Assessment of erosion and surface tritium inventory issues for the ITER divertor

J. N. Brooks, R. Causey, G. Federici, D. N. Ruzic

Research output: Contribution to journalArticlepeer-review


We analyzed sputtering erosion and tritium codeposition for the ITER vertical target divertor design using erosion and plasma codes (WBC/REDEP/DEGAS+) coupled to available materials data. Computations were made for a beryllium, carbon, and tungsten coated divertor plate, and for three edge plasma regimes. New data on tritium codeposition in beryllium was obtained with the tritium plasma experiment (TPE) facility. This shows codeposited H/Be ratios of the order of 10% for surface temperatures ≤300°C, beryllium thereby being similar to carbon in this respect. Hydrocarbon transport calculations show significant loss (10-20%) of chemically sputtered carbon for detached conditions (Te ≈ I eV at the divertor), compared to essentially no loss (100% redeposition) for higher temperature plasmas. Calculations also show a high, non-thermal, D-T molecular flux for detached conditions. Tritium codeposition rates for carbon are very high for detached conditions (∼ 20 g T/1000 s discharge), due to buildup of chemically sputtered carbon on relatively cold surfaces of the divertor cassette. Codeposition is lower (∼ 10X) for higher edge temperatures (∼ 8-30 eV) and is primarily due to divertor plate buildup of physically sputtered carbon. Peak net erosion rates for carbon are of the order of 30 cm/burn yr. Erosion and codeposition rates for beryllium are much lower than for carbon at detached conditions, but are similar to carbon for the higher temperatures. Both erosion and tritium codeposition are essentially nil for tungsten for the regimes studied.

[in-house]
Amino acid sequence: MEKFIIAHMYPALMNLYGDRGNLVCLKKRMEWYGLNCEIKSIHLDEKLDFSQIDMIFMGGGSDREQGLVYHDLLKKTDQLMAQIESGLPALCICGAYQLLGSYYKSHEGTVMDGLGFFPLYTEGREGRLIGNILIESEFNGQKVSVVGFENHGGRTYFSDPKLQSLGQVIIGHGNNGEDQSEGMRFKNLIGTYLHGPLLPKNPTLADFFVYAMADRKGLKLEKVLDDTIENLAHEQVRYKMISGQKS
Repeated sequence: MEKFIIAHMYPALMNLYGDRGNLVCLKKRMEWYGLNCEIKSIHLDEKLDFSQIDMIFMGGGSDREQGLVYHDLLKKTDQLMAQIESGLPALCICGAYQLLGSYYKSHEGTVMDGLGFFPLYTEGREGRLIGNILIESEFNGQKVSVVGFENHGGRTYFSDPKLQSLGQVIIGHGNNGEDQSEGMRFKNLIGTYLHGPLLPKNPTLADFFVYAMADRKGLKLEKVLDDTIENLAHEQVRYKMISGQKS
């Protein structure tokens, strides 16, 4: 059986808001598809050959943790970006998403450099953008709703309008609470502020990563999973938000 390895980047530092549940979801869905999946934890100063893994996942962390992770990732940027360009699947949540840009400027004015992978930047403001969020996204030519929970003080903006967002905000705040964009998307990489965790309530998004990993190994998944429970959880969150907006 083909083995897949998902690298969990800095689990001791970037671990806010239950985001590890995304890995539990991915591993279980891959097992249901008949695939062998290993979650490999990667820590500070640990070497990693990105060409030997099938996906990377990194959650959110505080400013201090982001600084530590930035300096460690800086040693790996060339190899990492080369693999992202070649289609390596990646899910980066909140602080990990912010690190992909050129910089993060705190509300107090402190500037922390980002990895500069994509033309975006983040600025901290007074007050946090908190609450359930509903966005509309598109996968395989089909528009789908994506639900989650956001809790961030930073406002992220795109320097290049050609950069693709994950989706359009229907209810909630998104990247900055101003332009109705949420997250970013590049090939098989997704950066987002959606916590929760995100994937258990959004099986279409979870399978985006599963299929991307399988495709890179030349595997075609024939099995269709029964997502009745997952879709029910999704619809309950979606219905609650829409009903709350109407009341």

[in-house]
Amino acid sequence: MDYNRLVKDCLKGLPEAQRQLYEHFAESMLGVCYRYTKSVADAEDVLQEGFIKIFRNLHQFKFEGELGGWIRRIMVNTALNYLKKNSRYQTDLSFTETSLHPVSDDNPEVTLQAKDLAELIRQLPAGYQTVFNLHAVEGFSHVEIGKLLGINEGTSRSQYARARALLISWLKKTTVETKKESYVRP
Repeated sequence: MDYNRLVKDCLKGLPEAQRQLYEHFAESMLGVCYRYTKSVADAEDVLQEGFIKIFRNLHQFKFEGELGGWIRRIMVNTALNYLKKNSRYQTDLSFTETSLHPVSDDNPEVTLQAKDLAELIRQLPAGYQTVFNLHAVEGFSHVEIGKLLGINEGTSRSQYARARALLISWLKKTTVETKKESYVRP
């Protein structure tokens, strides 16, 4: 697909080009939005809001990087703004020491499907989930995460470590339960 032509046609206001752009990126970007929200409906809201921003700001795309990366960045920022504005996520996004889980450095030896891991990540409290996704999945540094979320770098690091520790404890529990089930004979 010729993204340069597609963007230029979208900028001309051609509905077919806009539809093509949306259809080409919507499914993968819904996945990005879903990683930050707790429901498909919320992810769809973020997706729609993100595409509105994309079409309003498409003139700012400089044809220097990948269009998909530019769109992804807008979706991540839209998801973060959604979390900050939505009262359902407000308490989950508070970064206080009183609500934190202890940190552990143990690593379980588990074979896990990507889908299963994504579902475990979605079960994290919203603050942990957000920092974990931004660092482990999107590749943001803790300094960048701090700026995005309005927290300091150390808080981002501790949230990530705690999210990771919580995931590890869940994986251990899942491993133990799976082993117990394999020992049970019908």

Original languageEnglish (US)
Pages (from-to)294-298
Number of pages5
JournalJournal of Nuclear Materials
StatePublished - Feb 11 1997


  • Erosion and particle deposition
  • High Z wall material
  • ITER
  • Low Z wall material
  • Tritium inventory

ASJC Scopus subject areas

  • Nuclear and High Energy Physics
  • General Materials Science
  • Nuclear Energy and Engineering


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